Now that Brian has put the best possible face on the Badnarik candidacy (though reader Dan notes that this year's Libertarian presidential candidate arguably did worse than 2000's), and the LP has gone down to its familiar string of electoral defeats, our comments threads are humming with the usual "Wake up, my fellow libertarians" posts laying down the law about how libertarians need to do x, get rid of y, stop emphasizing z, and so on in order to fulfill their destiny to rule the national political scene. Let me take a look at a few of the more moth-eaten nostrums:
Libertarians need to stop talking about drug legalization/decriminalization. It turns off mainstream voters.
This conflates a lifestyle question with a legal question. It's true that in recent years, there has been a move away from the bluenosed I'm-opposed-to-the-drug-war-but-I-abhor-drugs pieties of the past (and not a minute too soon, if you ask me). But the core of the argument against the drug war remains that it is an essential assault on freedom, the government's primary mechanism for abridging the rights guaranteed in the First, Fourth, Sixth, Seventh, and Eight Amendments to the Constitution. If you think decriminalization is just about your right to get high, you have a feeble understanding of what your rights are.
More to the point, Badnarik did not particularly emphasize legalization on the campaign trail. As with his opposition to the Iraq war, he didn't conceal it, but his approach was always a wonkish constitutional play. Even his kooky driver's license stance was primarily derived from the Constitution.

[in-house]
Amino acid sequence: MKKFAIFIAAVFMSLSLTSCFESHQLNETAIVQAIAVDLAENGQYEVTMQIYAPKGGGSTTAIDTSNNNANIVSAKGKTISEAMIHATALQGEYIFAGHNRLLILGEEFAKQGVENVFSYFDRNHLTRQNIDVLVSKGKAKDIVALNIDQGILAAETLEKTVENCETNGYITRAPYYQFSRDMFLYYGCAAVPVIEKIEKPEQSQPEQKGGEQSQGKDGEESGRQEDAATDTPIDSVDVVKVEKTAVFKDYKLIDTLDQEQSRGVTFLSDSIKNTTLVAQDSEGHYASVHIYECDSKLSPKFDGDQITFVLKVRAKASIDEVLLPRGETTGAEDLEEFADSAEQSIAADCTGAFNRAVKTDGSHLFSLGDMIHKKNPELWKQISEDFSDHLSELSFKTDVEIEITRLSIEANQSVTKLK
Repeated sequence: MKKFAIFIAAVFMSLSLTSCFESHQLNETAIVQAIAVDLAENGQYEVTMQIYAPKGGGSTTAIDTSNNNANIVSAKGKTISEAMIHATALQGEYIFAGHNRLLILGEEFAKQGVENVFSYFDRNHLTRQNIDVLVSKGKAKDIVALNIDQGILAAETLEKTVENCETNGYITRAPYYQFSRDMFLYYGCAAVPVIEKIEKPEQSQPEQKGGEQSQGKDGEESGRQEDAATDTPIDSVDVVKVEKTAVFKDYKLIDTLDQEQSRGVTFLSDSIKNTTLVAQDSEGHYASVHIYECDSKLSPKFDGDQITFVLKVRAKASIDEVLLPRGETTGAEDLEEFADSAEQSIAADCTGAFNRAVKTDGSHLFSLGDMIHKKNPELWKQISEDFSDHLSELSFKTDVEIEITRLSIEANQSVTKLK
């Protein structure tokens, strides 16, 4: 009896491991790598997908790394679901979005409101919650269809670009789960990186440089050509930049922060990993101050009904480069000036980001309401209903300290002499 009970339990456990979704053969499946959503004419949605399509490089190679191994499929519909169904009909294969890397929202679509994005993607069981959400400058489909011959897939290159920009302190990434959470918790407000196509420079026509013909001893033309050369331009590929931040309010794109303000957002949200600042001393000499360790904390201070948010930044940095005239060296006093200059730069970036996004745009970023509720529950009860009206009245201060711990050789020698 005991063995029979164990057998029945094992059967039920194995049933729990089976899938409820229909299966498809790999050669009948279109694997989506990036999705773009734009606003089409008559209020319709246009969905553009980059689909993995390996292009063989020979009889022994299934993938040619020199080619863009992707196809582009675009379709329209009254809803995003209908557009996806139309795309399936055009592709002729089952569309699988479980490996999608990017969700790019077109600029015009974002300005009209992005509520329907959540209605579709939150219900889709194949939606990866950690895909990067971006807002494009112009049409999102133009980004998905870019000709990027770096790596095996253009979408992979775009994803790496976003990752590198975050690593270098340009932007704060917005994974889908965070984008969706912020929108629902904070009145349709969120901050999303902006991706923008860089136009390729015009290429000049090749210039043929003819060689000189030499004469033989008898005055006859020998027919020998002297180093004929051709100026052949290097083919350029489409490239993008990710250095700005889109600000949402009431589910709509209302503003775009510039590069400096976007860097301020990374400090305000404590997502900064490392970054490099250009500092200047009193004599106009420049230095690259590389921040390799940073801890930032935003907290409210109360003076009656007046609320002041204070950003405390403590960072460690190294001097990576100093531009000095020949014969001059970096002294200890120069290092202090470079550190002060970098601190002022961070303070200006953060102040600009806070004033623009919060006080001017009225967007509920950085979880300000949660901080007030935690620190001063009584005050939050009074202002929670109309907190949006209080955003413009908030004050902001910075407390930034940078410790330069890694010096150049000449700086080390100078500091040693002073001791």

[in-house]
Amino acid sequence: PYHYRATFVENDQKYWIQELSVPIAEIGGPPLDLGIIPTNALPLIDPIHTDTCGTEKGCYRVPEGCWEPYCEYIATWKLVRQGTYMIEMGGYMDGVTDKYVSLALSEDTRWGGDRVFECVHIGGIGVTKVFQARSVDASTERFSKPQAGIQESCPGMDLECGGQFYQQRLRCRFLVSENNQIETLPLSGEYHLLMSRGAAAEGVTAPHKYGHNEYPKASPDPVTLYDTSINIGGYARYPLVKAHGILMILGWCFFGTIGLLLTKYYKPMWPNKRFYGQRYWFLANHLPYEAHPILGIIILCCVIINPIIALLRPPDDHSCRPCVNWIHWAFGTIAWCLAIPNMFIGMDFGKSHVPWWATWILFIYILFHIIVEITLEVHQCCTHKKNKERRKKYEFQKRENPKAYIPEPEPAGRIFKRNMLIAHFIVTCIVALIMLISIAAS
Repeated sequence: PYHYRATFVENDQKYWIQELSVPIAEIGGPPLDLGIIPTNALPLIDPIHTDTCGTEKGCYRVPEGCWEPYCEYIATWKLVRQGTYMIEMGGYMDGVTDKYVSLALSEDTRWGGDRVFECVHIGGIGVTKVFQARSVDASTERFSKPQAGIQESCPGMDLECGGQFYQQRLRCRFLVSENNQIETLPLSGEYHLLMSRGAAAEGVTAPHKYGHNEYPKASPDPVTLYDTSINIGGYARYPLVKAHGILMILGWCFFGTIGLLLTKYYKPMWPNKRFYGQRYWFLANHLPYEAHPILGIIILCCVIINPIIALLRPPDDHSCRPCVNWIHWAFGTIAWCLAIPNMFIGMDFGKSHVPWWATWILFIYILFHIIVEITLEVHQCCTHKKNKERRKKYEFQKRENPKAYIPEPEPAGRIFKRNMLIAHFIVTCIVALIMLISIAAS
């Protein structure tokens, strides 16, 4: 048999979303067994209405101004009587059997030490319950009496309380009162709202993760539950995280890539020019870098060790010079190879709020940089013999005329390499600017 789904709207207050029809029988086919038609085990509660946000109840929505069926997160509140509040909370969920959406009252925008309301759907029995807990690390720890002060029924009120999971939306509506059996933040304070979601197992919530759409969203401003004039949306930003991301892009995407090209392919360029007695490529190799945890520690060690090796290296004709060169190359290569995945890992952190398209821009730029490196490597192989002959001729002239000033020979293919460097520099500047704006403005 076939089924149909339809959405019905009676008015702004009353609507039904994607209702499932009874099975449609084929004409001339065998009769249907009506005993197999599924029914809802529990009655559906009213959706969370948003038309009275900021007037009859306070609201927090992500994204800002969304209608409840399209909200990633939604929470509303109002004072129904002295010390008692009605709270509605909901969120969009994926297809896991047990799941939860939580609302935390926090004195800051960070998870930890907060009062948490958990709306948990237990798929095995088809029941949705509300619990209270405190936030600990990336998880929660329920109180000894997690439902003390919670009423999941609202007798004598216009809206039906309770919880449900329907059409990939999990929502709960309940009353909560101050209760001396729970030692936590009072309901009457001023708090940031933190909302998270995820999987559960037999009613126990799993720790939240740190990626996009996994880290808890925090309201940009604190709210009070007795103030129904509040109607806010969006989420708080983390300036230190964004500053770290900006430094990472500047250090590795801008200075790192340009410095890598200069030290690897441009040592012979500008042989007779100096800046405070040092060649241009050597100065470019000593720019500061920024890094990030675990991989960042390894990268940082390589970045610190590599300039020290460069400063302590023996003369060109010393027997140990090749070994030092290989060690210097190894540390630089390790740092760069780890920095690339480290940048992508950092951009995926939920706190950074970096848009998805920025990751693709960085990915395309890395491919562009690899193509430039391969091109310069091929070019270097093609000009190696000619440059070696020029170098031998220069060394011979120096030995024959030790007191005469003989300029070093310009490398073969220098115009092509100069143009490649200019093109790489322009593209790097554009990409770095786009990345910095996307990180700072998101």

The LP needs to stop paying attention to national elections and focus on getting candidates into smaller, nuts-and-bolts local offices.
I don't know about you, but I can't think of anything smaller or duller than the local school board. In my own town, LP candidate Starchild got slaughtered in his school board run, finishing second from last with 18,266 votes and 3.1 percent of the total. He even got walloped in this unofficial poll, despite my own effort to game the results. Starchild runs for something every year and is energetic about publishing arguments against local ballot measures, and he may be making some headway: My acquaintances, who tend to be middle-of-the-road SF lefties, no longer giggle when they see his name, and a few have noted that his arguments are pretty intelligent. But it's still pretty slim pickings, particularly in a city that treasures its phonybaloney self-image as a place where colorful, larger-than-life wacky characters can thrive.
The LP needs to stop running goofballs with names like "Starchild."
James P. Gray is a Judge of the Superior Court in Orange County. He served as a federal prosecutor in Los Angeles, as an Assistant U.S. Attorney, as a criminal defense attorney, and as a Lieutenant in the U.S. Navy JAG Corps. He was running in the most predetermined race imaginable—Barbara Boxer's Senate re-confirmation—in which no individual Republican or Democrat had anything to lose by going third party. He got creamed, with 172,190 votes and 1.7 of the total. A few weeks ago, Judge Gray assured me that his campaign had Mendocino county "locked up." As it turns out he got 1,771 votes, 5.1 percent of the total, in California's pot-growing capital, despite having won the endorsements of the local sheriff and DA.
These are piss-poor results, in a variety of races with a variety of candidates, issues, and approaches. So spare me the quack remedies for libertarianism's ills. I don't know how to fix the LP, or the movement. And I suspect anybody who does is full of baloney.